Across Indonesia, conflicts among religious or ethnic groups have pushed hundreds of thousands of people from their homes. At the same time, Indonesia's porous borders make it an attractive transit point for migrants trying to sneak into other countries illegally.
There are between 600,000 and a million refugees at any given time in Indonesia. Most are "internally displaced persons" or IDP's, who have fled their homes because of sectarian or ethnic fighting.
Dozens of myriad minor conflicts have sprung up in the five years since the fall of Indonesia's former dictator, Suharto.
New political freedoms led to friction among some of Indonesia's different ethnic groups, problems that were suppressed during Mr. Suharto's 32 years of heavy-handed rule.
In eastern Indonesia, Muslims and Christians have fought sporadically for the past several years - resulting in the deaths of up to 10,000 people. While the violence abated last year, aid groups estimate 300,000 people remain displaced in the provinces of Maluku and North Maluku.
Michael Elmquist is the Indonesia director of the United Nations Office for the Coordination of Humanitarian Affairs. He says the roots of the Maluku crisis lie in a misguided policy, not in religious differences.
He says the Suharto government cut the prices paid to the mostly Christian farmers for spices grown in Maluku. But spice traders, mostly Muslims, saw no price cut. "So the conflict was more an expression of a shift in the economic balance between groups of people more than it was a religious conflict. It only later on got a kind of religious stamp on it," he says.
Christian-Muslim fighting on the island of Sulawesi has displaced nearly 250,000 people. Two years ago, a conflict in Central Kalimantan erupted between the traditional Dayak community and settlers who had migrated there. More than 100,000 people were forced from their homes, most of them settlers. Mr. Elmquist says for most IDP's in Indonesia, living conditions are basic, but not dire. "In most cases, the camps have been established by the local authorities in existing buildings, such as community centers, a former cinema, in some cases a sports stadium that was that was being used as a very large IDP camp," he says.
Refugee aid groups fear there may soon be a large humanitarian crisis in Aceh. Last month, the Indonesian government declared martial law in the province after peace talks with separatist rebels collapsed. Fighting has raged unabated since then - displacing more than 20-thousand people.
The government has barred foreign aid organizations from Aceh. But Foreign Ministry spokesman, Marty Natalegawa, says the refugee problem was anticipated before the military offensive was began, and assistance is being provided. "When we say humanitarian dimension, it's not only the most basic ones in terms of shelter and food, but also education and medical services. We are trying our best, our level best, to make sure that these sorts of things are properly provided for," he says.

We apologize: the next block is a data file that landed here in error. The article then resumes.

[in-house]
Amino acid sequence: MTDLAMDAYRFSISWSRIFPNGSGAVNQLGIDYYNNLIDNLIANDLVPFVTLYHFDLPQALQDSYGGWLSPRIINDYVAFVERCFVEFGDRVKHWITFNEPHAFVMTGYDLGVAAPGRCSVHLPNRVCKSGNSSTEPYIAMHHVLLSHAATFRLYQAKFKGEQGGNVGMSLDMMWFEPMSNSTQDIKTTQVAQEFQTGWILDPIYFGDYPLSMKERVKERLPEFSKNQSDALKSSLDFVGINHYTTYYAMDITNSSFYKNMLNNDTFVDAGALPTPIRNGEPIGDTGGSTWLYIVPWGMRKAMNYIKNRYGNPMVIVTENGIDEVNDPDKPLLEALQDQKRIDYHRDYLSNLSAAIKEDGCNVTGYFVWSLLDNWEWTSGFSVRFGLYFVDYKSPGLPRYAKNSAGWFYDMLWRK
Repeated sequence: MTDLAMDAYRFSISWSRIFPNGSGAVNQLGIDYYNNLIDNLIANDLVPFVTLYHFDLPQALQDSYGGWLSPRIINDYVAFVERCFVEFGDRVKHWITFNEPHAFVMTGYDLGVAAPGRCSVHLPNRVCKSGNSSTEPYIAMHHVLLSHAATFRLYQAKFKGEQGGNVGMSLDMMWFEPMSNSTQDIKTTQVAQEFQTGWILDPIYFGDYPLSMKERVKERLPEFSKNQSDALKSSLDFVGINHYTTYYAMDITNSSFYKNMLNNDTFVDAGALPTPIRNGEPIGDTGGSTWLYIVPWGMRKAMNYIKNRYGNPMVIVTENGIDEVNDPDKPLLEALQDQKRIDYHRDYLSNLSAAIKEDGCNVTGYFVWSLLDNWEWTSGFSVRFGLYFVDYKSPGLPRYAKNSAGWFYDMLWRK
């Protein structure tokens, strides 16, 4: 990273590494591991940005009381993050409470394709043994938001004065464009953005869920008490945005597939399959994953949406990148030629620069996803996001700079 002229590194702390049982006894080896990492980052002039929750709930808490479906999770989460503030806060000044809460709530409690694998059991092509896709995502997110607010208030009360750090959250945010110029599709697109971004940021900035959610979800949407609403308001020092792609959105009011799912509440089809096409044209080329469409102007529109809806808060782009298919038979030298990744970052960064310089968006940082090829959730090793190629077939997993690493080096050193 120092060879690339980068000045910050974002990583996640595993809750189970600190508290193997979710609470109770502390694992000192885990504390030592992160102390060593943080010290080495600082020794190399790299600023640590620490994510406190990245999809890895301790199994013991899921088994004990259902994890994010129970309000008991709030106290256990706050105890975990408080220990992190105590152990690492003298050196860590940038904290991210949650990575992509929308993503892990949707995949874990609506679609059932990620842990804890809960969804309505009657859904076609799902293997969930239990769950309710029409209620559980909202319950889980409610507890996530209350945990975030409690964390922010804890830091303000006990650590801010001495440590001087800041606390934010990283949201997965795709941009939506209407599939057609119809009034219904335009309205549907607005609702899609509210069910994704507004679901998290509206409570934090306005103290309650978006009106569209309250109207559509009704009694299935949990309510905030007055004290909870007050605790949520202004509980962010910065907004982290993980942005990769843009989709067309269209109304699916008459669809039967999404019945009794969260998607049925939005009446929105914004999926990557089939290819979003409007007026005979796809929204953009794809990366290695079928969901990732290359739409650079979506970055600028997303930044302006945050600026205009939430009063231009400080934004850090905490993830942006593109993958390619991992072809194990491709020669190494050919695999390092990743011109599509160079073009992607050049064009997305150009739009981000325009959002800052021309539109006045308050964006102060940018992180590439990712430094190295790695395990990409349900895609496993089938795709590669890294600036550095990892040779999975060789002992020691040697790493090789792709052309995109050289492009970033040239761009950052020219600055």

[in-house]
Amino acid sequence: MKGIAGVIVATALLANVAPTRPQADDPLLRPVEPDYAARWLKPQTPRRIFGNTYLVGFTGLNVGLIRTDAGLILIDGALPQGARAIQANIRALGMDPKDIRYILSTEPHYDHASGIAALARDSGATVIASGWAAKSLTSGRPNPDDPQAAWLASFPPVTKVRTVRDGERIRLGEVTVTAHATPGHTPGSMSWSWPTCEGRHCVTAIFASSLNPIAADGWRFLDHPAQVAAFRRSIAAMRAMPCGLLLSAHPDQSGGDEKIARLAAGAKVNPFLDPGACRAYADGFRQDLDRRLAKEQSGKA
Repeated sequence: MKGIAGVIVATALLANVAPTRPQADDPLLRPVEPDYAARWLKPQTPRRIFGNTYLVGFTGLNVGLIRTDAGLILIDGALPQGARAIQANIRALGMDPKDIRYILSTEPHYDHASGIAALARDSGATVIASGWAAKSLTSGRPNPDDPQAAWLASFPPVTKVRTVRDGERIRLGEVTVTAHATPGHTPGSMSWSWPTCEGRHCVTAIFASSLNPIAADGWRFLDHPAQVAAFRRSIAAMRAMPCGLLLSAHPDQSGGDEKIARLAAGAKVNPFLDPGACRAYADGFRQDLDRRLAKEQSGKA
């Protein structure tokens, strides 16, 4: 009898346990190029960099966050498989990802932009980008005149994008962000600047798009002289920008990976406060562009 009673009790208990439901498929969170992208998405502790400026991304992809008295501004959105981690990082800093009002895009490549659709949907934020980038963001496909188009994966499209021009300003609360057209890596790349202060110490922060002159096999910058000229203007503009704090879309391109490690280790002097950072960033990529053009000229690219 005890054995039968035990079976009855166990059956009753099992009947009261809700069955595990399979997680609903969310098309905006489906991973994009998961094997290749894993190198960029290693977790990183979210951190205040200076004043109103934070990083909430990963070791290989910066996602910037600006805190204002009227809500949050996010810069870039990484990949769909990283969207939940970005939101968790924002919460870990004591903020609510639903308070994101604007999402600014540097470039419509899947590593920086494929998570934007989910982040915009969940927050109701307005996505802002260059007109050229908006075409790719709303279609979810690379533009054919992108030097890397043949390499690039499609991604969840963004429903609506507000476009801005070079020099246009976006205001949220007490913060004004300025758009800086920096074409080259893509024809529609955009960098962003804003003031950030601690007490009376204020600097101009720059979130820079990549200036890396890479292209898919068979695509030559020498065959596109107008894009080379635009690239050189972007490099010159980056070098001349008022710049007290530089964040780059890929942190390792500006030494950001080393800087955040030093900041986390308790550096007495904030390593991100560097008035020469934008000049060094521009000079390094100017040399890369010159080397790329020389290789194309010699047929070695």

But it is not just Indonesia's internal problems that fuel the flow of refugees. Thousands of people flock to Indonesia every year, trying to escape hardship in their own countries.
Indonesia is spread over 15,000 islands, and its borders are all but impossible to patrol. That makes it an attractive transit point for illegal migrants, most of whom want to sneak into Australia.
Many migrants who make it to Indonesia decide to apply for refugee status with the U.N. High Commissioner for Refugees. If granted, a migrant is entitled to resettlement in a third country.
But the application process can take months, fueling anger and resentment by the migrants towards the UNHCR. This year, U.N. officials canceled celebrations to mark World Refugee Day because of threats to its staff by Iraqi migrants.
The International Organization of Migration, or IOM, cares for nearly 500 such international migrants in Indonesia.
Earlier this year, roughly 70 percent of them were Afghans or Iraqis. But the figures are always changing, and reflect shifts in international politics. With the fall of the Taleban government in Afghanistan, scores of Afghan migrants accepted IOM help to return home. Now that the government of Saddam Hussein has collapsed in Iraq, the IOM hopes many Iraqis will ask to go home.
Stephen Cook, the head of the IOM in Jakarta, says "as the returns gradually start to take place, word gets back that everything's OK. And then that encourages more people to return. And we hope that a similar dynamic would get traction with the Iraqi caseload here."
Indonesian government officials say there is always room for improvement when it comes to dealing with humanitarian crises. For the moment some of the internal conflicts have abated, and there are programs to help refugees return home. But for now, Jakarta says it still needs international aid to care for those left homeless.